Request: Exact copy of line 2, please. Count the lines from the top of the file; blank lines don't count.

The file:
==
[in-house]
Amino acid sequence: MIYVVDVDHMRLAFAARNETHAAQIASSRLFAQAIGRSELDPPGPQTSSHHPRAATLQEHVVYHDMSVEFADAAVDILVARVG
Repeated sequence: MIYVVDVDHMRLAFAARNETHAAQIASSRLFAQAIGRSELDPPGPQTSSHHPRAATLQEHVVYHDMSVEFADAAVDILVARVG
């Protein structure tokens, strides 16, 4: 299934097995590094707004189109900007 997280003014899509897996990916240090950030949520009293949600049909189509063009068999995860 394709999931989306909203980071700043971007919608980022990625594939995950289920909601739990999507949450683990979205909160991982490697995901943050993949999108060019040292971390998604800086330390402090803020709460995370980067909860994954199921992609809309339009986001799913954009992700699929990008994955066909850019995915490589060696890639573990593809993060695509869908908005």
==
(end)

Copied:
Amino acid sequence: MIYVVDVDHMRLAFAARNETHAAQIASSRLFAQAIGRSELDPPGPQTSSHHPRAATLQEHVVYHDMSVEFADAAVDILVARVG